For the first time, the prayer for the Israel Defence Forces was heard in a synagogue in Rabat, in the presence of IDF soldiers from Israel, some of whom had Moroccan roots. Led by defence minister Benny Gantz, the IDF representatives were warmly welcomed in Morocco, which is hoping for greater cooperation with Israel in intelligence and know-how. The Times of Israel reports (with thanks: Ariel):
RABAT, Morocco — It is not every day that you hear the prayer for the well-being of Israel Defense Forces soldiers in an Arab country, especially not when there are IDF soldiers in uniform standing alongside you.
But so it was on Thursday when Defense Minister Benny Gantz visited the Talmud Torah synagogue in Rabat, a once larger community that is now down to double-digits, unable to regularly put together the 10-man quorum needed to hold Orthodox prayers.
As it happens, two of the three IDF soldiers in uniform had Moroccan roots, as did a Knesset member who was part of the delegation, Shas’s Ya’akov Margi, who was born in Rabat, and so were a number of other people on the trip, including some journalists.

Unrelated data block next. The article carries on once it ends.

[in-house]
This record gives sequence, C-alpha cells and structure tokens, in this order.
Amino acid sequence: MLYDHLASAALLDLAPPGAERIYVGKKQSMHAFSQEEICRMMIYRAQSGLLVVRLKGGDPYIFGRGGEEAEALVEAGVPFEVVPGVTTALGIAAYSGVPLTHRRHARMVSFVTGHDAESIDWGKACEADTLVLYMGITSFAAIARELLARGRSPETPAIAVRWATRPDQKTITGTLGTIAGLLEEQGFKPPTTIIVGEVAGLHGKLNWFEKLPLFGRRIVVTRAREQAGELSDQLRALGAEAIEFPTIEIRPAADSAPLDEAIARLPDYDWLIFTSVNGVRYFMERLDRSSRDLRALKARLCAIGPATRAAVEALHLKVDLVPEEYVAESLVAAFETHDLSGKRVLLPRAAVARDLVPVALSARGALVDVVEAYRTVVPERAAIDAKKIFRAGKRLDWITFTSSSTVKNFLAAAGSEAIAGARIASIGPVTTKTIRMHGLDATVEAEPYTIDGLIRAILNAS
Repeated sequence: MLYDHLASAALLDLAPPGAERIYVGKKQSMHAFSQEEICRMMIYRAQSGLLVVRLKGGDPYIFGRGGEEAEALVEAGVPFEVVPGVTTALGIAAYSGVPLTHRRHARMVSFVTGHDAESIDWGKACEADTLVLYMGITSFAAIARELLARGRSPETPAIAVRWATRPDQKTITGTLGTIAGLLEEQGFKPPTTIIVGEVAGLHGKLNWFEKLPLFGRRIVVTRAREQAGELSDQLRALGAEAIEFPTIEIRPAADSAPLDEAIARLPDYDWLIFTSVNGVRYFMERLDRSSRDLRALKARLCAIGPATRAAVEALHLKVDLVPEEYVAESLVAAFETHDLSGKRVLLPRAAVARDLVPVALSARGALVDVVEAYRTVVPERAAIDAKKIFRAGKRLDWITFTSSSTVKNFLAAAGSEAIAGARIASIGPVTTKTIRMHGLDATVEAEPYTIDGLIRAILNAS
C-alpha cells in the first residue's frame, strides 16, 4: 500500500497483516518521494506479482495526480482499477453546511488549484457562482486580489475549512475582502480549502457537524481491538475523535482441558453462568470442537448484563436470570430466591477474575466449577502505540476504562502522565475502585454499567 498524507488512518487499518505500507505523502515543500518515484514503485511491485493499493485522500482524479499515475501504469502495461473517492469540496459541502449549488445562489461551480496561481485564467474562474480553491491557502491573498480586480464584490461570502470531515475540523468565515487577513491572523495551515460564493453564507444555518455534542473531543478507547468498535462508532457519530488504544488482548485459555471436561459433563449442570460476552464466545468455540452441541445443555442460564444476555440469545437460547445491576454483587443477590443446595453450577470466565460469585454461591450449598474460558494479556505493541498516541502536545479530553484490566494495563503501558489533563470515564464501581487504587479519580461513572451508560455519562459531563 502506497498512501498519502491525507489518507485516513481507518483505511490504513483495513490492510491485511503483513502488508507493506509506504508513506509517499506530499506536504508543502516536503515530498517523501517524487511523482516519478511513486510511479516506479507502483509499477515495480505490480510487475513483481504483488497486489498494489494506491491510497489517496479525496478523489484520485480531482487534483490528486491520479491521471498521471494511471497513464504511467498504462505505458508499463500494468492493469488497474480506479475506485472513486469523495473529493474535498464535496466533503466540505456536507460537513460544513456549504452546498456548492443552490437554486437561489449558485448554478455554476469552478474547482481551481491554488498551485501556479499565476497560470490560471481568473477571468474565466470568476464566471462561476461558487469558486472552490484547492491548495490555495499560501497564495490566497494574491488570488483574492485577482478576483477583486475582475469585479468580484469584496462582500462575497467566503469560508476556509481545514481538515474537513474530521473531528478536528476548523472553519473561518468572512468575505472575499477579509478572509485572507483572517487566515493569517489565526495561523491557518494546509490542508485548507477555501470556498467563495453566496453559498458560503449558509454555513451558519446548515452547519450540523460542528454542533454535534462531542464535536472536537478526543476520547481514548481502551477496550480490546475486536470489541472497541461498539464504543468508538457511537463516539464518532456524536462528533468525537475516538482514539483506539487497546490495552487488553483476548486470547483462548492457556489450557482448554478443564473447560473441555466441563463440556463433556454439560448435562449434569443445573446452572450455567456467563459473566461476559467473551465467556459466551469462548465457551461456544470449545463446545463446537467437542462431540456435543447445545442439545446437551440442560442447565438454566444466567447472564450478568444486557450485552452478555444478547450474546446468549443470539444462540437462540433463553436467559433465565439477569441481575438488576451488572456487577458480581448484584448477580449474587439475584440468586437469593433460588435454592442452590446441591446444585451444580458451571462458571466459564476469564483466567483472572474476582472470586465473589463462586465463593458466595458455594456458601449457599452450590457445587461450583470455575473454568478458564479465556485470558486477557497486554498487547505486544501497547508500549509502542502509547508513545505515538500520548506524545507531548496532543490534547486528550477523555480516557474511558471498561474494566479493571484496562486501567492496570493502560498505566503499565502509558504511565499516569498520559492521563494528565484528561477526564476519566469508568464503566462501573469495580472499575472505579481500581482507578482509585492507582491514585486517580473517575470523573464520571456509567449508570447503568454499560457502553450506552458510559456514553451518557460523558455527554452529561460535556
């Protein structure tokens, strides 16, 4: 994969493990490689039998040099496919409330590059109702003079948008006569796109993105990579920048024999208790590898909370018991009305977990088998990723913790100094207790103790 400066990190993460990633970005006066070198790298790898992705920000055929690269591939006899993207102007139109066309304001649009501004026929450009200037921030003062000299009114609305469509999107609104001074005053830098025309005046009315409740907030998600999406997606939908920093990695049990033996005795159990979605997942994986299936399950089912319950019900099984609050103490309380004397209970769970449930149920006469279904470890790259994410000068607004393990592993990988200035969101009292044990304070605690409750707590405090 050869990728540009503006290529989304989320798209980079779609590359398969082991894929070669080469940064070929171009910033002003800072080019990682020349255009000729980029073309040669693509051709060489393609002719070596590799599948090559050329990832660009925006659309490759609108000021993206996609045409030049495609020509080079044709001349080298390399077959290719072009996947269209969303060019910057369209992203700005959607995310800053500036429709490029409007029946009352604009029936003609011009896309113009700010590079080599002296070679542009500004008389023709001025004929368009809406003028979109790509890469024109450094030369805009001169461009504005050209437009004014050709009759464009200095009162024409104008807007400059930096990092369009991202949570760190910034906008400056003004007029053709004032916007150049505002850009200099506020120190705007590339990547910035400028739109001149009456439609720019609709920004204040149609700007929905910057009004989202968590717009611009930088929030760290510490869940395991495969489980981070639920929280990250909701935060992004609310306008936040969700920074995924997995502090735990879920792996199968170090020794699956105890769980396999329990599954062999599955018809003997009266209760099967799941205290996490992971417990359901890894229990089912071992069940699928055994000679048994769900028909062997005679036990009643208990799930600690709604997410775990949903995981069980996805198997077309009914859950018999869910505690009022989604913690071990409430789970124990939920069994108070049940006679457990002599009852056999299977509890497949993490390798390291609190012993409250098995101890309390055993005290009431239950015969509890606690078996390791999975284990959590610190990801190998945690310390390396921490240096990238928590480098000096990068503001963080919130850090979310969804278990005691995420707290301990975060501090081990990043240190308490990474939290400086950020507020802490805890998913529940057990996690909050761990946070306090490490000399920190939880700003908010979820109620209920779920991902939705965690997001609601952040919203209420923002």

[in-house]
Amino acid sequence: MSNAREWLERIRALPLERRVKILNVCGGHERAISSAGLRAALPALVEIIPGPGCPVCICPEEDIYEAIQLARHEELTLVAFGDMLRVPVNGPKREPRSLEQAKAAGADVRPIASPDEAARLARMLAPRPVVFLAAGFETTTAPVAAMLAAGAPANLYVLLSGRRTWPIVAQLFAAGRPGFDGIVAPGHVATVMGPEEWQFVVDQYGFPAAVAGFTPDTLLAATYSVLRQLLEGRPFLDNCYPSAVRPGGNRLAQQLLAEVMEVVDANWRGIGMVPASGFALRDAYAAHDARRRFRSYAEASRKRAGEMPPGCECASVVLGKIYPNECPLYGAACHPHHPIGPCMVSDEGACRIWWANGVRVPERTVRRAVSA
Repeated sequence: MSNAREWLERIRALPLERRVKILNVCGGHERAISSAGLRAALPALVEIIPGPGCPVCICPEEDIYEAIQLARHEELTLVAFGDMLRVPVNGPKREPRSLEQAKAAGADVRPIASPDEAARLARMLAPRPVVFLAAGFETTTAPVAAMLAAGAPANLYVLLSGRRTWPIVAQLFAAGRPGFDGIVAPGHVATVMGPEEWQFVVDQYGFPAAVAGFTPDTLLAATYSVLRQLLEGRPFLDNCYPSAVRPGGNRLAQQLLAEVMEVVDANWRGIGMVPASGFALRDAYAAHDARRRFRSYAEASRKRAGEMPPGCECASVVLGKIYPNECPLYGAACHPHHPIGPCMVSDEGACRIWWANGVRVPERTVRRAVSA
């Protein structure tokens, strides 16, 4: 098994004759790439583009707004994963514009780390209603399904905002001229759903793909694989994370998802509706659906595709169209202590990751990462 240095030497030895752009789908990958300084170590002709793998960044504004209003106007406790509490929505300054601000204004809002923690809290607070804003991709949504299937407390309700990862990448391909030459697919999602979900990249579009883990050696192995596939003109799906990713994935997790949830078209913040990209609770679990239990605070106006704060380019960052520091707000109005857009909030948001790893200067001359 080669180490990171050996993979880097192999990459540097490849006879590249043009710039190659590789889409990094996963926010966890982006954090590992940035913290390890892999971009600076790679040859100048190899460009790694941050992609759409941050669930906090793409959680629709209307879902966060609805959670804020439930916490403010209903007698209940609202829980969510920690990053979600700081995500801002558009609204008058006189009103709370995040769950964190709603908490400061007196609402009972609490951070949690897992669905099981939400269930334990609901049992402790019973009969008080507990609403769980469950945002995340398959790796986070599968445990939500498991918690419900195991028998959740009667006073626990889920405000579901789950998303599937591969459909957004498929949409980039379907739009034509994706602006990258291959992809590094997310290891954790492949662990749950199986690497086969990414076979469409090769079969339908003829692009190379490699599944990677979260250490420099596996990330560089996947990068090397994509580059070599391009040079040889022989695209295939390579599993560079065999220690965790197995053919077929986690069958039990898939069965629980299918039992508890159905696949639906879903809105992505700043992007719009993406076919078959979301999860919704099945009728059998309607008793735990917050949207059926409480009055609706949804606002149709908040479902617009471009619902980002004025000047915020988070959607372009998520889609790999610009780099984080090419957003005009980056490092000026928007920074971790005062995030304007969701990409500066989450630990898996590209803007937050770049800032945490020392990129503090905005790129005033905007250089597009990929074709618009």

It is a measure of how relations have improved between Morocco and Israel that the transfer of the bodies of seven Jews who died of coronavirus could be arranged for reburial in Israel. The virus devastated the community, which accounted for 10 percent of deaths during the first month. JTA reports:
JTA — The bodies of seven Moroccan-Jewish COVID-19 fatalities were flown to Israel last week after being interred in a Casablanca Jewish cemetery more than a year ago.